When he took office last year, West Virginia’s Republican Secretary of State Mac Warner chose to replace some of the personnel left over from Democrat Natalie Tennant's eight-year tenure.
He let go 16 members of the Tennant team, 15 of them Democrats, and hired 22 new employees, 19 of them Republicans. Twelve of the 16 terminated employees filed wrongful termination lawsuits against Warner in Kanawha Circuit Court.
Against his wishes and over his protestations, the state’s Board of Risk & Insurance Management (BRIM) has settled the 12 suits for a grand total of more than $3 million. Warner has called for a “comprehensive review” of the board’s procedures.
“BRIM spends millions of dollars every year to settle frivolous lawsuits based on a flawed accounting practice they call ‘risk management,’ Warner complains. “That practice allows BRIM to authorize huge settlement amounts to avoid trial at all costs.
“BRIM settles these types of lawsuits without the approval or consent of the agency head involved, and without oversight by the governor or the Legislature. They answer to no one. That has to change.”
Warner asked BRIM “to take every one of these cases to a jury. All of these individuals were ‘at will and pleasure’ employees of the Secretary of State’s office. Agency heads and employees alike have the discretion to terminate ‘at will’ employment. Any change to that interpretation is a legislative decision, not BRIM’s.”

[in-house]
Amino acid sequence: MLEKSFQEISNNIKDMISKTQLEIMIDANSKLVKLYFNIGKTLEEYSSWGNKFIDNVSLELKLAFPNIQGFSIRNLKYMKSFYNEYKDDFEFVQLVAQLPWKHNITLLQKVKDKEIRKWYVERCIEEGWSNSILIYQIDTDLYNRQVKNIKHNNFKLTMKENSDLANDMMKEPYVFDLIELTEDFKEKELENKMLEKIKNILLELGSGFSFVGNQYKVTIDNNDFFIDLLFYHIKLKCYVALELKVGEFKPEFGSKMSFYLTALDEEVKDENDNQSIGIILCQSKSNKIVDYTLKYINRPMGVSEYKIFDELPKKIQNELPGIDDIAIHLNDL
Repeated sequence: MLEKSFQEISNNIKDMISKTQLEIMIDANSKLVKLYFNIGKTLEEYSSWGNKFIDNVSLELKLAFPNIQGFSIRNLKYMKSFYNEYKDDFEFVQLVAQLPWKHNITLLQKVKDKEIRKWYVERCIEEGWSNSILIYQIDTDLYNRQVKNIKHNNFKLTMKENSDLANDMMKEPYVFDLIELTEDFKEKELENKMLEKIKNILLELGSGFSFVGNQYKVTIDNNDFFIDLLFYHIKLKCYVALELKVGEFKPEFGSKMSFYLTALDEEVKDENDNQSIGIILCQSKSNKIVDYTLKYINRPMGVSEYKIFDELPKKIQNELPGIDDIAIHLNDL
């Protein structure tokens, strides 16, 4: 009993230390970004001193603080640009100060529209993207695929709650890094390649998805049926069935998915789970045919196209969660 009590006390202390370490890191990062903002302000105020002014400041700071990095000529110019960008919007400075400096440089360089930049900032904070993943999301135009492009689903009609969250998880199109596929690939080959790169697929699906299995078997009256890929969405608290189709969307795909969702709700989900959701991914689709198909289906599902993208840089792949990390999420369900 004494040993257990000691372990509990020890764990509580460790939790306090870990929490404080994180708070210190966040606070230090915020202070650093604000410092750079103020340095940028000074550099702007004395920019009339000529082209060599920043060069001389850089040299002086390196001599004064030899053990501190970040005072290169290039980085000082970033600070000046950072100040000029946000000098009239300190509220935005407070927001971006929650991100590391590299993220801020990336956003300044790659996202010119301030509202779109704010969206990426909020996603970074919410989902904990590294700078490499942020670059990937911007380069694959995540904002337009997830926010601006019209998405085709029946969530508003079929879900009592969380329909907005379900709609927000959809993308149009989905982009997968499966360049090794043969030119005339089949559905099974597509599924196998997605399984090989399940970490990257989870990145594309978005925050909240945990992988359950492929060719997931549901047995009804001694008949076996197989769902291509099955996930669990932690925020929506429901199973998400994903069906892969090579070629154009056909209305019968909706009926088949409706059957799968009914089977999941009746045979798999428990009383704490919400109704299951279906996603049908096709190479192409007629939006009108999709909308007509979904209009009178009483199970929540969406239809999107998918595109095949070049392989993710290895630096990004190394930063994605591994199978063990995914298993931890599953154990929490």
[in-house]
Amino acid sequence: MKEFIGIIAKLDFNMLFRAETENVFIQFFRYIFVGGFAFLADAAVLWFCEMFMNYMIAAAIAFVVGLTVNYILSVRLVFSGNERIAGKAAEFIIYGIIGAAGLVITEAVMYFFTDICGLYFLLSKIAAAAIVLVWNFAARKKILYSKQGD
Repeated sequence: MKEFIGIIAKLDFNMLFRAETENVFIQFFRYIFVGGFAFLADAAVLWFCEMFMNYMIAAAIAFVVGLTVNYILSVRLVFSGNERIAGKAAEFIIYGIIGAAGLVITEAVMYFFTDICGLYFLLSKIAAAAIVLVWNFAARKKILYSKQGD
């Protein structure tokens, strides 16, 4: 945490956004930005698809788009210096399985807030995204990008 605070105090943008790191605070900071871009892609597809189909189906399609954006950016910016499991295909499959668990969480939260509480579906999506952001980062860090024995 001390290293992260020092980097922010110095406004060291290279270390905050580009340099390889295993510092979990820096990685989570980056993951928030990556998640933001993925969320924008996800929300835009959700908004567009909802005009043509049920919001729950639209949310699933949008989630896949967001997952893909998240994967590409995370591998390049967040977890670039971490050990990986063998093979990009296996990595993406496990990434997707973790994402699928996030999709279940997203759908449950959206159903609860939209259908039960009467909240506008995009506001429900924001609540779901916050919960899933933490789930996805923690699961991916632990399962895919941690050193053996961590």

According to Warner, “The way this state handles lawsuits by way of insurance settlements needs to be completely redone. It’s a process with no oversight, where the lawyers keep getting richer off the deep pockets of the state, the state’s insurance carrier, and the taxpayers.”
Warner wants the Legislature to “give public officials the ability to make decisions on how lawsuits are resolved, since we are ultimately responsible to the voters for the decisions we make – and I continue to stand by my decisions – even if the insurance company doesn’t want to.”
Legislators should make this change a New Year’s resolution.